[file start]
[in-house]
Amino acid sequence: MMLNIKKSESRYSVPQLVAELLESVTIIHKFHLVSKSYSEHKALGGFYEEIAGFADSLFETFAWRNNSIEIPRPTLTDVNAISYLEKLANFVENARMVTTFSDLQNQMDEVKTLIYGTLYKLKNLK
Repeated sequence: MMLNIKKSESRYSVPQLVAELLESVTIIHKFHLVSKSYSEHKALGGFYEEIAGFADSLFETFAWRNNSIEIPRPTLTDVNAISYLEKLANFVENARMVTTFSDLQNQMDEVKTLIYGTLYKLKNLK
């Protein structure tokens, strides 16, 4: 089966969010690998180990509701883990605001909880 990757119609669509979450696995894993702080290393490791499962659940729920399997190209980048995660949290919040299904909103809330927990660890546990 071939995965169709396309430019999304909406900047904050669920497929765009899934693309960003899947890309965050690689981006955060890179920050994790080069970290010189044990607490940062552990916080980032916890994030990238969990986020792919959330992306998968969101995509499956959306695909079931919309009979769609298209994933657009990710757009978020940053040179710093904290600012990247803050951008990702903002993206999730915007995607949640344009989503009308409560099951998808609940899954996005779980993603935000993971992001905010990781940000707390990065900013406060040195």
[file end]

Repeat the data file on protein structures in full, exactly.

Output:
[in-house]
Amino acid sequence: MMLNIKKSESRYSVPQLVAELLESVTIIHKFHLVSKSYSEHKALGGFYEEIAGFADSLFETFAWRNNSIEIPRPTLTDVNAISYLEKLANFVENARMVTTFSDLQNQMDEVKTLIYGTLYKLKNLK
Repeated sequence: MMLNIKKSESRYSVPQLVAELLESVTIIHKFHLVSKSYSEHKALGGFYEEIAGFADSLFETFAWRNNSIEIPRPTLTDVNAISYLEKLANFVENARMVTTFSDLQNQMDEVKTLIYGTLYKLKNLK
């Protein structure tokens, strides 16, 4: 089966969010690998180990509701883990605001909880 990757119609669509979450696995894993702080290393490791499962659940729920399997190209980048995660949290919040299904909103809330927990660890546990 071939995965169709396309430019999304909406900047904050669920497929765009899934693309960003899947890309965050690689981006955060890179920050994790080069970290010189044990607490940062552990916080980032916890994030990238969990986020792919959330992306998968969101995509499956959306695909079931919309009979769609298209994933657009990710757009978020940053040179710093904290600012990247803050951008990702903002993206999730915007995607949640344009989503009308409560099951998808609940899954996005779980993603935000993971992001905010990781940000707390990065900013406060040195």